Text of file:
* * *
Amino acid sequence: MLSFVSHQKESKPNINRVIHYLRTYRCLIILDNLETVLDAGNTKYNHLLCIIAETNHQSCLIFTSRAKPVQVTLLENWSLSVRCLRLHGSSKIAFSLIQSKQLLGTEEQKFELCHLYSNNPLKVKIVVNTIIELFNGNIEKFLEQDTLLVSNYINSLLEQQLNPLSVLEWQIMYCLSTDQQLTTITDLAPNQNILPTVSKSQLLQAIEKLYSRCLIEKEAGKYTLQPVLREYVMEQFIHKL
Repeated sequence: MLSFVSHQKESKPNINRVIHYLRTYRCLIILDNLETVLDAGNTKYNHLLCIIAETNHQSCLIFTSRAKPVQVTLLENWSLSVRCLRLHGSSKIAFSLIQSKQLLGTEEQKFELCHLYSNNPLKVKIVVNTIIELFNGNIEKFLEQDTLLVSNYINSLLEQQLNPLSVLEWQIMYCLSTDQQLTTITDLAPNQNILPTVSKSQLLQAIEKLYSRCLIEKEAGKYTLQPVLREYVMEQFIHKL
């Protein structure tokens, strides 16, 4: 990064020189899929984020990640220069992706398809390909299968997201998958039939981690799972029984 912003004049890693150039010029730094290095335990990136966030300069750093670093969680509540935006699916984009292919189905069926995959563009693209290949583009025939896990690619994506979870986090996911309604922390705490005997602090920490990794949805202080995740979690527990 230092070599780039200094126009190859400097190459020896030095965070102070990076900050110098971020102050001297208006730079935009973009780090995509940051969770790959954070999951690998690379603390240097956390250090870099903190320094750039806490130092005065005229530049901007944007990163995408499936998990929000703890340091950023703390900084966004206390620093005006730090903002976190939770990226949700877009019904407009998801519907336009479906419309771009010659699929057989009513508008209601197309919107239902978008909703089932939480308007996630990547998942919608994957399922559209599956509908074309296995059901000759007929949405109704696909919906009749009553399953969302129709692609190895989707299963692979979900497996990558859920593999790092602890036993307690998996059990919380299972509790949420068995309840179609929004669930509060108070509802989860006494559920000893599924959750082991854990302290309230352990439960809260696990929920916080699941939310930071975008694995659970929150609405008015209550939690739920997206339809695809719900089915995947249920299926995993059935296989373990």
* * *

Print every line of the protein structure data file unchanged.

Amino acid sequence: MLSFVSHQKESKPNINRVIHYLRTYRCLIILDNLETVLDAGNTKYNHLLCIIAETNHQSCLIFTSRAKPVQVTLLENWSLSVRCLRLHGSSKIAFSLIQSKQLLGTEEQKFELCHLYSNNPLKVKIVVNTIIELFNGNIEKFLEQDTLLVSNYINSLLEQQLNPLSVLEWQIMYCLSTDQQLTTITDLAPNQNILPTVSKSQLLQAIEKLYSRCLIEKEAGKYTLQPVLREYVMEQFIHKL
Repeated sequence: MLSFVSHQKESKPNINRVIHYLRTYRCLIILDNLETVLDAGNTKYNHLLCIIAETNHQSCLIFTSRAKPVQVTLLENWSLSVRCLRLHGSSKIAFSLIQSKQLLGTEEQKFELCHLYSNNPLKVKIVVNTIIELFNGNIEKFLEQDTLLVSNYINSLLEQQLNPLSVLEWQIMYCLSTDQQLTTITDLAPNQNILPTVSKSQLLQAIEKLYSRCLIEKEAGKYTLQPVLREYVMEQFIHKL
């Protein structure tokens, strides 16, 4: 990064020189899929984020990640220069992706398809390909299968997201998958039939981690799972029984 912003004049890693150039010029730094290095335990990136966030300069750093670093969680509540935006699916984009292919189905069926995959563009693209290949583009025939896990690619994506979870986090996911309604922390705490005997602090920490990794949805202080995740979690527990 230092070599780039200094126009190859400097190459020896030095965070102070990076900050110098971020102050001297208006730079935009973009780090995509940051969770790959954070999951690998690379603390240097956390250090870099903190320094750039806490130092005065005229530049901007944007990163995408499936998990929000703890340091950023703390900084966004206390620093005006730090903002976190939770990226949700877009019904407009998801519907336009479906419309771009010659699929057989009513508008209601197309919107239902978008909703089932939480308007996630990547998942919608994957399922559209599956509908074309296995059901000759007929949405109704696909919906009749009553399953969302129709692609190895989707299963692979979900497996990558859920593999790092602890036993307690998996059990919380299972509790949420068995309840179609929004669930509060108070509802989860006494559920000893599924959750082991854990302290309230352990439960809260696990929920916080699941939310930071975008694995659970929150609405008015209550939690739920997206339809695809719900089915995947249920299926995993059935296989373990």